Pear tartare and marinated pear brochettes

Some lesser known cuts of meat deserve more attention…

The pear, a very lean muscle from the beef thigh that gets its name from its pear shape, is great for cutting into brochette cubes and marinating, slicing into thin steaks and cooking in butter in a cast iron pan, or… to make tartare.

In fact, the pear is the ideal cut for tartar: lean, not much to trim off, and very flavorful!

A pear weighs about 3lbs, so you can take what you need for your tartare, cube the rest and marinate (no more than 4 hours if using vinegars or alcohol). Here is a great marinade for pear brochettes:

  • 1 teaspoon minced garlic
  • 1 teaspoon onion powder
  • 2.5 tablespoon soy sauce
  • 2 tablespoon Worcestershire sauce
  • 2 tablespoons balsamic vinegar
  • 1 tablespoon vegetable oil
  • Freshly ground pepper

This way, you get two meals out of one cut!

There are many different variations of tartare, but here’s two of our favorites… Both start the same way- Dice the pear by hand with a sharp knife to get the texture you desire.

The first variation is asian fusion tartare: for 1.5 lbs of pear, you will need

  • 1 french shallot
  • half a bunch of cilantro
  • 1 lime
  • 1 teaspoon grated ginger
  • 3 teaspoons light soy sauce or tamari
  • 1 tablespoon maple syrup
  • 2 teaspoons sesame oil
  • 1 teaspoon sambal oelek

1 teaspoon toasted sesame seeds. Chop the shallot and cilantro finely, zest half the lime and squeeze to get a tablespoonful of juice. Mix lime, soy sauce, maple syrup, sesame oil and sambal oelek together. Add meat, shallot, cilantro and lime zest. Plate and sprinkle sesame seeds. Enjoy with a spicy mango salad!

The second variation is more of a classic Belgian tartare. For 1.5 lbs of pear, use

  • 2 tablespoons Dijon mustard
  • 1 tablespoon capers, chopped
  • 1-2 french shallots, finely diced
  • 1 tablespoon gherkins (Maille)
  • 2 tablespoons parsley, finely chopped
  • Worcestershire sauce to taste
  • 1 farm fresh egg yolk
  • 3-4 tablespoons homemade mayonnaise.

Mix all together, season with lots of salt and freshly ground pepper and enjoy with slices of baguette you drizzled with olive oil and toasted in the oven.

Why grass-fed and finished beef?

Grass-fed beef is said to have a better composition of omega-3/omega-9, CLAs. It is said to be better for the environment, better for animal welfare and even to sequester enough carbon to mitigate its impact on climate change. On the other hand, grass-fed beef takes much longer to finish, thus ‘wasting’ precious resources and emitting more greenhouse gasses per pound of meat produced.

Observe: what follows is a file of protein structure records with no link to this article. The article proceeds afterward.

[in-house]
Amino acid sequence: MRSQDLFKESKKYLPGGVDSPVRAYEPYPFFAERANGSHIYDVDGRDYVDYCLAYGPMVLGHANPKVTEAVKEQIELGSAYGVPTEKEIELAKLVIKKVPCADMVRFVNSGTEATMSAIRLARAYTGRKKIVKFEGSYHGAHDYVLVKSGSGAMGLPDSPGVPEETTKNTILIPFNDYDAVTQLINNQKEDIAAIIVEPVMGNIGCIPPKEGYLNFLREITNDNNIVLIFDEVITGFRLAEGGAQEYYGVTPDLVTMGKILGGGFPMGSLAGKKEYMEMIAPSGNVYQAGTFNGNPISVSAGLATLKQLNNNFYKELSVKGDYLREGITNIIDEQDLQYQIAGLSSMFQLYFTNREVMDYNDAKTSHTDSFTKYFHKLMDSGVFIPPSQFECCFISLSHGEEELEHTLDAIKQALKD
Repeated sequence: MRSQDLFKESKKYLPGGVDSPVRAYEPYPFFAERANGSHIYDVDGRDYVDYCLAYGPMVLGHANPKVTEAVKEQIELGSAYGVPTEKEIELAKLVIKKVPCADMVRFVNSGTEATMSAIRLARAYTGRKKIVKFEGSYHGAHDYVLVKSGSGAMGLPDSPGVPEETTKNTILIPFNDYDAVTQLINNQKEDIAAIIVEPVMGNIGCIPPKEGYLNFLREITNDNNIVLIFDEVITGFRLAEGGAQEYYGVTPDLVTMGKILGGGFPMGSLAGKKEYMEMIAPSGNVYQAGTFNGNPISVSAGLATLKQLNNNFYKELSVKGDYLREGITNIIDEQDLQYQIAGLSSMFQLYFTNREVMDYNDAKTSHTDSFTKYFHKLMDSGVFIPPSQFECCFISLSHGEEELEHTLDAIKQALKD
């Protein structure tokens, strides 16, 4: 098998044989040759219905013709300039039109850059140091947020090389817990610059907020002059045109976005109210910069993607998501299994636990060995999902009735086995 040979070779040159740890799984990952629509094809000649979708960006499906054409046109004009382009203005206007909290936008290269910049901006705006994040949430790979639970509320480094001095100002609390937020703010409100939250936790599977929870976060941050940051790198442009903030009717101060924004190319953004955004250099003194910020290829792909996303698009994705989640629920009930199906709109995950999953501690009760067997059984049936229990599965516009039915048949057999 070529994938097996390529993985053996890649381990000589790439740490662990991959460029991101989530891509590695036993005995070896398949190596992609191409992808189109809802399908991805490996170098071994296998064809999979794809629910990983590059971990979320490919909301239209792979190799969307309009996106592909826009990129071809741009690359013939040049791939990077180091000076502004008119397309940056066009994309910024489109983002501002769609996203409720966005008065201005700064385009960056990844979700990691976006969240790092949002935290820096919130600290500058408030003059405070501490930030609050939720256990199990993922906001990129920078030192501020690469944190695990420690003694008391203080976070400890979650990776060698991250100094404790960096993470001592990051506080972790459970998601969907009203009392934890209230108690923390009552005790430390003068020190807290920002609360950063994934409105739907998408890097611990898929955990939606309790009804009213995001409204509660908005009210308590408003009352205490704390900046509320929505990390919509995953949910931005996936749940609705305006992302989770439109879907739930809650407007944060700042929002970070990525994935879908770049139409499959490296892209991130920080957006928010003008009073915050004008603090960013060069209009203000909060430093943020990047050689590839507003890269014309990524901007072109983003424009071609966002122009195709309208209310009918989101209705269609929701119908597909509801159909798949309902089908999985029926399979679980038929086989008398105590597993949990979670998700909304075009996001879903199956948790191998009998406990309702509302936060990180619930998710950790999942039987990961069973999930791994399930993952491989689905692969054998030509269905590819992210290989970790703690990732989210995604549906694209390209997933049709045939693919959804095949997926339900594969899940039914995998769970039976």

Since grass is their staple, we do all we can to make the grass grow better: think of timely stand renewal, managed intensive paddock rotations and environmentally sound manure management.

After a pregnancy of 9 months, all our cows calve when the deer fawn in the spring. In the fall our beeves are weaned. They weigh anywhere from 600-800 lbs.

The cows return to the field and eat hay, while the calves spend the winter in a three-sided barn, protected from the elements, eating grass silage (fermented grass) and recycled vegetable cuttings. We try to keep them growing at 2.5 lbs/day, about half the rate of growth of conventional feedlot cattle.

Come spring, these beeves now weigh about 1200 lbs. We need another season of pasturing (with added vegetables) for the beeves to be ‘finished’ and yield an 800 lbs carcass. Those that stay for part of the winter will reach around 900 lbs carcasse weight and they will get better as we go. As the grow, the growth rate goes down, but microscopic fat, marbling and fat cap increases. Finishing beeves is the most important part in terms of eating quality. Read more about this here.

Our grass-fed-and-finished beef takes about 18-24 months to finish, compared to 12 months industry standard for conventional feedlot beef with hormones. No wonder that it is a little more expensive.

Since the environment and climate are among the most important reasons for choosing grass-fed beef, it is within our mandate to improve the efficiency of our grass-fed program. The addition of vegetable cuttings and our quest for top-notch genetics are integral parts of our commitment to sustainable agriculture: improved efficiency means less waste and less GGEs.